A competency entry would typically comprise the name of the skill, a brief description, and a date. Additional metadata might include an identifier for the competency within an official skills framework, a grade or level of certification, and a link to the certifying body.

Folio Feeds
A folio feed announces the things you've created or published, such as essays, papers, artwork, music recordings and so on. A folio feed contains entries that link to your creations and describe what they are and what you did to make them. A content management type system could provide one of these feeds automatically every time you submit and publish an object.

A folio entry would typically contain a link to the resource (for example, using the enclosure mechanism in Atom), a title and description of the resource, when it was created, and perhaps additional metadata specific to the media format of the resource itself.

Reflective Feeds
A reflective feed contains entries written about the process of learning and development. Entries can be written about interests, goals, achievements, or creations; for example, you might aggregate all the other kinds of feeds, and then create weblog entries about the items that they contain. Weblogs can provide reflective feeds automatically from posts.

Combined Feeds
Sometimes a site or tool is used for both reflection and goal-setting, for example, in which case the two types of entries may be contained in a single feed, and its important to be able to separate out the different types of entries (see Standards, below).

Pulling it all together
One solution for constructing an e-Portfolio is to aggregate a range of feeds to create a composite record; the FOAF (Friend of a Friend) model is useful here, as it contains properties that can hold most of the information you might want, such as contact information, goals, interests, and publications.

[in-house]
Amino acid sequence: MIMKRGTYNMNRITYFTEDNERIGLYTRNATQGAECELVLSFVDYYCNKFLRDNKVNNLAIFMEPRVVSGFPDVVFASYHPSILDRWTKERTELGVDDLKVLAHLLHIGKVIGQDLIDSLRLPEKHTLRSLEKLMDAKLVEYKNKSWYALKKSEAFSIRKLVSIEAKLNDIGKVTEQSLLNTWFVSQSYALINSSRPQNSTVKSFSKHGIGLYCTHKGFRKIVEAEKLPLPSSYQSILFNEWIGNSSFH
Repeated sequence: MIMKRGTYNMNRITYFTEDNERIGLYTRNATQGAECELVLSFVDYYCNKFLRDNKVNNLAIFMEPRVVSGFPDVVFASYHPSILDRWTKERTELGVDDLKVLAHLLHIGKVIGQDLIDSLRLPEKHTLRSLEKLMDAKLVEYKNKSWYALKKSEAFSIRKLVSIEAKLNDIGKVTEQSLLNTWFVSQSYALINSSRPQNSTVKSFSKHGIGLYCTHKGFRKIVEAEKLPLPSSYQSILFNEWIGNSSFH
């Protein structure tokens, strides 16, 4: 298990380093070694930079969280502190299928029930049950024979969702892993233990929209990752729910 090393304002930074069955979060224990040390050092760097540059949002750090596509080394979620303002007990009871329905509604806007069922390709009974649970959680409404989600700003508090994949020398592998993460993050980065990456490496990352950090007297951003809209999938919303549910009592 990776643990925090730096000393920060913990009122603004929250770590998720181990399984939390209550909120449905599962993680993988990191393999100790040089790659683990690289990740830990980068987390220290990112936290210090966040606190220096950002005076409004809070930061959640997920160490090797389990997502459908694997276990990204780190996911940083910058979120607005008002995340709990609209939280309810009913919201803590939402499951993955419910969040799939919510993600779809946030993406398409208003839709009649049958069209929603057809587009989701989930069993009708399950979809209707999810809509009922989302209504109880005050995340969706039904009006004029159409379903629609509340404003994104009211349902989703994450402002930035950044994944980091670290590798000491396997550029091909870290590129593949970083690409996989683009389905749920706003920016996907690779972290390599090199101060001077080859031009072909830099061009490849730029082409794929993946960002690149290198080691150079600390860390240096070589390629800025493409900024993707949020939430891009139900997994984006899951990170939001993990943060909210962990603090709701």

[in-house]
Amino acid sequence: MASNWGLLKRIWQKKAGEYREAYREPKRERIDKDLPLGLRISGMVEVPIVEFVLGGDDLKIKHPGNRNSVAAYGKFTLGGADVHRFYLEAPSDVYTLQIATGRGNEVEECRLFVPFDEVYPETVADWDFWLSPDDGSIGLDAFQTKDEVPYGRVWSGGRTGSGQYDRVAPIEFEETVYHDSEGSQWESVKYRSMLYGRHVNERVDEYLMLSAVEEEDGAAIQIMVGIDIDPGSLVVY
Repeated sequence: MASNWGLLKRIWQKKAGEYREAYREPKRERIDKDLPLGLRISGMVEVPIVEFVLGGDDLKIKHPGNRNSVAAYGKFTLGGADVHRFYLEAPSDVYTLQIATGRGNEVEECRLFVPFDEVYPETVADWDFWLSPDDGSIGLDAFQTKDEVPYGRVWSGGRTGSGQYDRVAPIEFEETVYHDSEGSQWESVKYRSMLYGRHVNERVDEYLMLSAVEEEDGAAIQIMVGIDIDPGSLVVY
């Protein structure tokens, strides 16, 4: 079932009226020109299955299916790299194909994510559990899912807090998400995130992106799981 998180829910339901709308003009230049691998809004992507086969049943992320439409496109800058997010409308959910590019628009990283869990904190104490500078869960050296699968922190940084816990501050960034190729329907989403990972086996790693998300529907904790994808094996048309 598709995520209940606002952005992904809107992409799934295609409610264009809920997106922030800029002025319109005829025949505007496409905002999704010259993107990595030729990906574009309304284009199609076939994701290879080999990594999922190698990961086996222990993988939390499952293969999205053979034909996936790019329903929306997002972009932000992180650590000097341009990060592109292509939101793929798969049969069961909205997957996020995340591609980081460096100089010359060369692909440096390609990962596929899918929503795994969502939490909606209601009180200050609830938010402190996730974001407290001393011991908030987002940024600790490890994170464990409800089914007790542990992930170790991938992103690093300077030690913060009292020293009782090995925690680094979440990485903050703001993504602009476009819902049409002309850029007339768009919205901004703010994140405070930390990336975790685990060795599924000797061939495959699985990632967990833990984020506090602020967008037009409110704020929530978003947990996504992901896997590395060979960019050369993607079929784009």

a diagram showing the various feeds being aggregated, turned into a weblog with its own output feed, and as a FOAF record.

Another useful model is HR-XML Resume, although this is more structured, and it may not be as simple to map the parts of the feeds into it.

The picture I've painted above is intentionally simplistic, as I'm interested in finding out WHY something more complex would be necessary. (Email me, or comment in your own blog...)

Atom will soon be finalised by IETF, and is a very simple yet rigorous specification for managing feed syndication. The latest draft is available here.

To use atom for the various feeds mentioned above is quite simple; all that may be required is to provide appropriate tags that indicate an entry is a "goal" rather than, say, an "achievement".

FOAF is an RDF vocabulary for personal description and social networking.

HR-XML is a set of XML models used in human resource management, of which HR-XML Resume is the model for expressing a resume.

IMS ePortfolio is an IMS specification mainly aimed at transferring complete portfolio packages between LMS-type systems. There's some interesting things in this spec, such as a vocabulary for relationships between parts of a portfolio, that could be used as the basis of a "topic map" visualization of an ePortfolio.